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The Bacteria and Archaea are the most genetically diverse superkingdoms of life, and techniques for exploring that diversity are only just becoming widespread. Taxonomists classify these organisms into species in much the same way as they classify eukaryotes, but differences in their biology-including horizontal gene transfer between distantly related taxa and variable rates of homologous recombination-mean that we still do not understand what a bacterial species is. This is not merely a semantic question; evolutionary theory should be able to explain why species exist at all levels of the tree of life, and we need to be able to define species for practical applications in industry, agriculture, and medicine. Recent studies have emphasized the need to combine genetic diversity and distinct ecology in an attempt to define species in a coherent and convincing fashion. The resulting data may help to discriminate among the many theories of prokaryotic species that have been produced to date.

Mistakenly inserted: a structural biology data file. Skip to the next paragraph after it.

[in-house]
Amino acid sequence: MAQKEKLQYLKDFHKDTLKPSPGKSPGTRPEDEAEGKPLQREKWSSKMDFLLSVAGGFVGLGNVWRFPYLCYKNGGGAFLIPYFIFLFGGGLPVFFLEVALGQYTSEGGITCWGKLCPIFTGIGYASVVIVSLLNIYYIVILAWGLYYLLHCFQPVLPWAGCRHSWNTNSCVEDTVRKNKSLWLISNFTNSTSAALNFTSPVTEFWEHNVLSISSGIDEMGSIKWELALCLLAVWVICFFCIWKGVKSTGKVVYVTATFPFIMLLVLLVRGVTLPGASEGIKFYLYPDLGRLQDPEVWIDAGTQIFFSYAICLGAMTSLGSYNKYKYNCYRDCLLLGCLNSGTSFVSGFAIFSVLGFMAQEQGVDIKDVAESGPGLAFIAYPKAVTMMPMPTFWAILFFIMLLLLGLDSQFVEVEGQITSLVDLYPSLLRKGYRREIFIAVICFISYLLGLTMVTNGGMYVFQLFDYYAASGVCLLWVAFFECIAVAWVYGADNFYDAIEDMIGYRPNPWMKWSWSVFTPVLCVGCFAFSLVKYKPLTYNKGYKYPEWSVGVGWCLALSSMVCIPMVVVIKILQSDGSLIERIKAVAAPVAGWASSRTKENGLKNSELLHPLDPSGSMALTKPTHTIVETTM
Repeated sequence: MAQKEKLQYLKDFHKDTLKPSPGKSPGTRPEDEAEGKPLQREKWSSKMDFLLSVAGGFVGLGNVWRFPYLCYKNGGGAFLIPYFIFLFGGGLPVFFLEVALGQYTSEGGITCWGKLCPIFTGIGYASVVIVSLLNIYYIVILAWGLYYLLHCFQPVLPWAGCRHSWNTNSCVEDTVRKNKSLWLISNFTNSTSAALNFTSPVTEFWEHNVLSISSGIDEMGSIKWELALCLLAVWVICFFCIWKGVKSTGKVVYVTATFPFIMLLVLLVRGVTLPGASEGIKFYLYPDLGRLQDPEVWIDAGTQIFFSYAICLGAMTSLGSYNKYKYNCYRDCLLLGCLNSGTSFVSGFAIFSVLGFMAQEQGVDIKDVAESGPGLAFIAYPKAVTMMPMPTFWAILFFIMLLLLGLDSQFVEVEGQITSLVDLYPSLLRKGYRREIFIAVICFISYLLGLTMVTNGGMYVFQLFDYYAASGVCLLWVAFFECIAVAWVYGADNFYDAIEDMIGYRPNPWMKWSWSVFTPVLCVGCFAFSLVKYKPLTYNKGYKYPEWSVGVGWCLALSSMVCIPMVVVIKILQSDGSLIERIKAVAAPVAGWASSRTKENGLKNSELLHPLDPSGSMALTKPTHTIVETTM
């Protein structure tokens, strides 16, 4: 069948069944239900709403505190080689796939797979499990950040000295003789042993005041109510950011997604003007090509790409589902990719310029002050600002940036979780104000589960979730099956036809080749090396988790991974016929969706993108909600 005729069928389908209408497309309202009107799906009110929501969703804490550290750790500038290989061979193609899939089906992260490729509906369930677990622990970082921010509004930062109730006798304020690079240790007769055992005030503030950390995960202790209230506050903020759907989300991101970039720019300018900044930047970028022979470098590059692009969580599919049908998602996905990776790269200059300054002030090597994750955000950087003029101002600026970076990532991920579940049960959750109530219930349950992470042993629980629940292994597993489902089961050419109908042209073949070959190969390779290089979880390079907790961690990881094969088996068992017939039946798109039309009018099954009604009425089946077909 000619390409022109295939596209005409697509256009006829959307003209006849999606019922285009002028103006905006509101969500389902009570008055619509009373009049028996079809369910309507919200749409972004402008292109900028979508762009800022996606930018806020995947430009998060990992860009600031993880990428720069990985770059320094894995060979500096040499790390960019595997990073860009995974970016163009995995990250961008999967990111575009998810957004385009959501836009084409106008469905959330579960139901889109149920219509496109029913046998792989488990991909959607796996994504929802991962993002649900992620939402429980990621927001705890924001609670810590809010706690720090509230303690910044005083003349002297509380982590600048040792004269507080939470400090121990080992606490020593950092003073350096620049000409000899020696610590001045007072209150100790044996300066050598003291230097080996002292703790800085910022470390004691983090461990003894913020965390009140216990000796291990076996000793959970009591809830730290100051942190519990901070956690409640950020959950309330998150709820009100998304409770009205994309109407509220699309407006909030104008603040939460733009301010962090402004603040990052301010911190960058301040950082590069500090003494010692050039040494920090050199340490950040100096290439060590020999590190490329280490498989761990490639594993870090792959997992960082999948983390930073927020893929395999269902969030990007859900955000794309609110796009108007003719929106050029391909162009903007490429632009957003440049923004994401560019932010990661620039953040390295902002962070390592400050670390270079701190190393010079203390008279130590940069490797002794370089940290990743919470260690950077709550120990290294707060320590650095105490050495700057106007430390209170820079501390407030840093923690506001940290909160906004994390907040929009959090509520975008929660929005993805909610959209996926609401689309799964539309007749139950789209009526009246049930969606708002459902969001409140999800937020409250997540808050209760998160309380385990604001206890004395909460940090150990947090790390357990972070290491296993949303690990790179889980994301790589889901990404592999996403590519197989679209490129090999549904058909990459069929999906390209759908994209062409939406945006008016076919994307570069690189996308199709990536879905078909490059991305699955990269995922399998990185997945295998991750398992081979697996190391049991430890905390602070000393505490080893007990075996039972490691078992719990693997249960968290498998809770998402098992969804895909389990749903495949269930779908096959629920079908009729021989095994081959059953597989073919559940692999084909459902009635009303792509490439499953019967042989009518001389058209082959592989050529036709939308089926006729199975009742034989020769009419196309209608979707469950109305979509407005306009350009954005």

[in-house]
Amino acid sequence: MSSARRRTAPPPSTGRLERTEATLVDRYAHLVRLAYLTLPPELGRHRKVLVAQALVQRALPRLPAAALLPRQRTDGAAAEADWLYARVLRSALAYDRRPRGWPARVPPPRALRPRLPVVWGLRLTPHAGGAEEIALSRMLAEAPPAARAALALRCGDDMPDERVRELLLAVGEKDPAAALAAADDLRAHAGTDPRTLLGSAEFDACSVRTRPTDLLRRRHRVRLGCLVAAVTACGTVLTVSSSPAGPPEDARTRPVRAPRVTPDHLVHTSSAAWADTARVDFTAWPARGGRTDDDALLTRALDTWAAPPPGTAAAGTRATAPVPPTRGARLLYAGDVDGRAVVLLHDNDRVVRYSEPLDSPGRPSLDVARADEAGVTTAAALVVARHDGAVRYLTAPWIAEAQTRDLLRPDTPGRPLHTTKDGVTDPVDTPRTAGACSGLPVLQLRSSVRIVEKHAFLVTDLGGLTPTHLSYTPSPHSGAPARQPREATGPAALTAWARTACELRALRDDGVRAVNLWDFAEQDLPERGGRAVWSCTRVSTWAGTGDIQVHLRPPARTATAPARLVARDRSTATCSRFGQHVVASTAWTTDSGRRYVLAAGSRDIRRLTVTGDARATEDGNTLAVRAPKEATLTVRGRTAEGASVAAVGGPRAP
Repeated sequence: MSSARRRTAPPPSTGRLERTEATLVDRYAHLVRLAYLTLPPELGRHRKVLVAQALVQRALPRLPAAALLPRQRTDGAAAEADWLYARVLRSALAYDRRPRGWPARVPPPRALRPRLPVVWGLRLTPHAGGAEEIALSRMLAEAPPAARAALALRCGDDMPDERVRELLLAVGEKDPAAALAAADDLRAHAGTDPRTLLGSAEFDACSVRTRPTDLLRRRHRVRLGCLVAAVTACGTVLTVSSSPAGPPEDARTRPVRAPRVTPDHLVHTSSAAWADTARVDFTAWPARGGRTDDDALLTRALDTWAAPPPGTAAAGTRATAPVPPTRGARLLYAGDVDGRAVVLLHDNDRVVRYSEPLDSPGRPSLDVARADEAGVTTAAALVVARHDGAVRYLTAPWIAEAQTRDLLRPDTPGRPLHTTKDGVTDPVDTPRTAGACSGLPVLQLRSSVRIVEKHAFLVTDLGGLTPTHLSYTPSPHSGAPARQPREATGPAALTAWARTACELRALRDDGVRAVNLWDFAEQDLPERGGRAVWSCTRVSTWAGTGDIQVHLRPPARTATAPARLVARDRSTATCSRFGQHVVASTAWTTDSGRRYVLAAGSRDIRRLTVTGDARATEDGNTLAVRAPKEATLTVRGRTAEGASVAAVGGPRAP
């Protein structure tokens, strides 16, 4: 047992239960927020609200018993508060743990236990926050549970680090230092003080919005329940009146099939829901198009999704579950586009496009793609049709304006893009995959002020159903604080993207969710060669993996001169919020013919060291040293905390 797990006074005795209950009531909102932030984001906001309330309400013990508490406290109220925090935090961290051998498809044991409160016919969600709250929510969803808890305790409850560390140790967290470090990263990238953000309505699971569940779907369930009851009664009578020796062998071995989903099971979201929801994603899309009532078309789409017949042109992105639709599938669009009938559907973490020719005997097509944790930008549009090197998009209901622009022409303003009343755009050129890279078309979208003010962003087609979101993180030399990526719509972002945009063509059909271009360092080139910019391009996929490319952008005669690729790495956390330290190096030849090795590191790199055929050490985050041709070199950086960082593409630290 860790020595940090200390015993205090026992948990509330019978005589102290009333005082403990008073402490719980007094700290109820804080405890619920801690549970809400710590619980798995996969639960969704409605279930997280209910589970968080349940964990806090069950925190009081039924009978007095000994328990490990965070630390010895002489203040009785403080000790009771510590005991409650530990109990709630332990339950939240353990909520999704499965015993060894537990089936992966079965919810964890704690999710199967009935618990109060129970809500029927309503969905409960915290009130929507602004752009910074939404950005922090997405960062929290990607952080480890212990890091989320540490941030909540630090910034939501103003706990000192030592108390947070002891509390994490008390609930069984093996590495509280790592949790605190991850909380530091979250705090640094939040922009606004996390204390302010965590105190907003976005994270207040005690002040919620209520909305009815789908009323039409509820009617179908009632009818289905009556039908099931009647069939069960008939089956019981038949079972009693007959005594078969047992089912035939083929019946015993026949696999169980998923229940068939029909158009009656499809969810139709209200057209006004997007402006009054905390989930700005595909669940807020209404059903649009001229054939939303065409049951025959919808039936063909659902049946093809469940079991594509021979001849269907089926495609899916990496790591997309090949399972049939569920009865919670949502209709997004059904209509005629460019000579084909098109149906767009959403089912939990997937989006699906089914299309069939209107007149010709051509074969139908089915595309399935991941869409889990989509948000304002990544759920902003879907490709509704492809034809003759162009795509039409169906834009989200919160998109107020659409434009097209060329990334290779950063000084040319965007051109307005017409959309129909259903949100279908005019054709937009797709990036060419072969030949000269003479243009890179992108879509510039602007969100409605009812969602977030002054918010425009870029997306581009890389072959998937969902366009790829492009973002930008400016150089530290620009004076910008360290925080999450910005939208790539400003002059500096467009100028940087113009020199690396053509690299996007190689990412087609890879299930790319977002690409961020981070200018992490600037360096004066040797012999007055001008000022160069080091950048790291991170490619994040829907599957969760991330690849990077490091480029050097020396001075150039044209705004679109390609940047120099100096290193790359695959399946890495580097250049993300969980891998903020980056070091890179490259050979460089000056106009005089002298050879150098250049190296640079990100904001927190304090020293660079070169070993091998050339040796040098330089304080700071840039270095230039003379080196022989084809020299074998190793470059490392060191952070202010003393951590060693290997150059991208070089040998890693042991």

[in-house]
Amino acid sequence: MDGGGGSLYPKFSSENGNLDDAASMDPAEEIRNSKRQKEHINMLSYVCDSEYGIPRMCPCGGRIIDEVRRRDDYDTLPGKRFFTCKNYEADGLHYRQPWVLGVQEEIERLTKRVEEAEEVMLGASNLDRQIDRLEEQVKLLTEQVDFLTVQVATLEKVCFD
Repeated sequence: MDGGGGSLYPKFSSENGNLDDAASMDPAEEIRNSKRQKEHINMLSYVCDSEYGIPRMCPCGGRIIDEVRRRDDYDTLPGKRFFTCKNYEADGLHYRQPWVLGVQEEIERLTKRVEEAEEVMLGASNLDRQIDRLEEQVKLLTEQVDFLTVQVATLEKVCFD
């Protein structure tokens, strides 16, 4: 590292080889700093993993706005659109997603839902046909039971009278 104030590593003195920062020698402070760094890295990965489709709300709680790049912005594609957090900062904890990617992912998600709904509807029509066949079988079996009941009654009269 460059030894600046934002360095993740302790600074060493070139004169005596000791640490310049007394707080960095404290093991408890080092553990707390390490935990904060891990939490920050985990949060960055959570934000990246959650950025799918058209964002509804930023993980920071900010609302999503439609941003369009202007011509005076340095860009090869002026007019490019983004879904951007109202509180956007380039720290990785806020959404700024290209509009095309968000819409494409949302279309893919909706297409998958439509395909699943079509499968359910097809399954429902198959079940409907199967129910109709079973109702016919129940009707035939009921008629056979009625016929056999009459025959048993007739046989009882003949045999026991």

Original publication

DOI

10.1126/science.1159388

Type

Journal article

Journal

Science (New York, N.Y.)

Publication Date

02/2009

Volume

323

Pages

741 - 746

Addresses

Department of Infectious Disease Epidemiology, Imperial College London, London W2 1PG, UK. c.fraser@imperial.ac.uk

Keywords

Bacteria, Ecosystem, Biodiversity, Recombination, Genetic, Genes, Bacterial, Models, Biological, Models, Genetic, Genetic Speciation, Extinction, Biological, Genetic Variation, Selection, Genetic, Biological Evolution